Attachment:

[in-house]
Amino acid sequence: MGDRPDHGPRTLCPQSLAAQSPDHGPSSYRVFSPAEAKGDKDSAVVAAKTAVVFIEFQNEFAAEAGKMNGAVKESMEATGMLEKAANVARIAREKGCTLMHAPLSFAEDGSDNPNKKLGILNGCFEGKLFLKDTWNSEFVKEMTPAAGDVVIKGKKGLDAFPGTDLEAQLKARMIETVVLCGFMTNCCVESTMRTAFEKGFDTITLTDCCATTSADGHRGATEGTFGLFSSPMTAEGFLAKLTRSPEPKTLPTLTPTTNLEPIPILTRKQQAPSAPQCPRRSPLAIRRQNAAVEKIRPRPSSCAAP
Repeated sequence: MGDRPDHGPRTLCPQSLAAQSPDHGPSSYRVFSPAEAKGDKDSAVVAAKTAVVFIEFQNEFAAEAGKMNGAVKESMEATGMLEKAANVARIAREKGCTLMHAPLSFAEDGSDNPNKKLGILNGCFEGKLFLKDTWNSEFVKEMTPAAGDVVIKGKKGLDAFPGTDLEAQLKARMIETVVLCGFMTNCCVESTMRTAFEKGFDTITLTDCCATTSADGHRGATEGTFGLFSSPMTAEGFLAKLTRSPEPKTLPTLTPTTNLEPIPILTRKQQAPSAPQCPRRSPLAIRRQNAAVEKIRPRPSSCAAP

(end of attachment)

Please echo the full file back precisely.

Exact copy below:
[in-house]
Amino acid sequence: MGDRPDHGPRTLCPQSLAAQSPDHGPSSYRVFSPAEAKGDKDSAVVAAKTAVVFIEFQNEFAAEAGKMNGAVKESMEATGMLEKAANVARIAREKGCTLMHAPLSFAEDGSDNPNKKLGILNGCFEGKLFLKDTWNSEFVKEMTPAAGDVVIKGKKGLDAFPGTDLEAQLKARMIETVVLCGFMTNCCVESTMRTAFEKGFDTITLTDCCATTSADGHRGATEGTFGLFSSPMTAEGFLAKLTRSPEPKTLPTLTPTTNLEPIPILTRKQQAPSAPQCPRRSPLAIRRQNAAVEKIRPRPSSCAAP
Repeated sequence: MGDRPDHGPRTLCPQSLAAQSPDHGPSSYRVFSPAEAKGDKDSAVVAAKTAVVFIEFQNEFAAEAGKMNGAVKESMEATGMLEKAANVARIAREKGCTLMHAPLSFAEDGSDNPNKKLGILNGCFEGKLFLKDTWNSEFVKEMTPAAGDVVIKGKKGLDAFPGTDLEAQLKARMIETVVLCGFMTNCCVESTMRTAFEKGFDTITLTDCCATTSADGHRGATEGTFGLFSSPMTAEGFLAKLTRSPEPKTLPTLTPTTNLEPIPILTRKQQAPSAPQCPRRSPLAIRRQNAAVEKIRPRPSSCAAP